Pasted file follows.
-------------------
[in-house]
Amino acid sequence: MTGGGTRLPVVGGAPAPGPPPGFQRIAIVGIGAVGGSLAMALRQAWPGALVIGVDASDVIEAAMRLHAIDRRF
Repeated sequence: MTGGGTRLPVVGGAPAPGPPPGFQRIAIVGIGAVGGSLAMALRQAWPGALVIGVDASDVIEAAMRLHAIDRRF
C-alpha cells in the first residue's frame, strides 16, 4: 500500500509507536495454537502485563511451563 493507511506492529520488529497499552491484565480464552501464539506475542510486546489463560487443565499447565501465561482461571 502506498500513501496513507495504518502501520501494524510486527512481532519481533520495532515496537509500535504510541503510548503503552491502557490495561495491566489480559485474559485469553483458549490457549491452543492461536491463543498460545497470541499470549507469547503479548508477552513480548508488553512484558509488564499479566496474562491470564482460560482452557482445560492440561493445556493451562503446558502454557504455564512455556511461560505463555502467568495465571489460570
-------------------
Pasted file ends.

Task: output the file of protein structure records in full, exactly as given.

[in-house]
Amino acid sequence: MTGGGTRLPVVGGAPAPGPPPGFQRIAIVGIGAVGGSLAMALRQAWPGALVIGVDASDVIEAAMRLHAIDRRF
Repeated sequence: MTGGGTRLPVVGGAPAPGPPPGFQRIAIVGIGAVGGSLAMALRQAWPGALVIGVDASDVIEAAMRLHAIDRRF
C-alpha cells in the first residue's frame, strides 16, 4: 500500500509507536495454537502485563511451563 493507511506492529520488529497499552491484565480464552501464539506475542510486546489463560487443565499447565501465561482461571 502506498500513501496513507495504518502501520501494524510486527512481532519481533520495532515496537509500535504510541503510548503503552491502557490495561495491566489480559485474559485469553483458549490457549491452543492461536491463543498460545497470541499470549507469547503479548508477552513480548508488553512484558509488564499479566496474562491470564482460560482452557482445560492440561493445556493451562503446558502454557504455564512455556511461560505463555502467568495465571489460570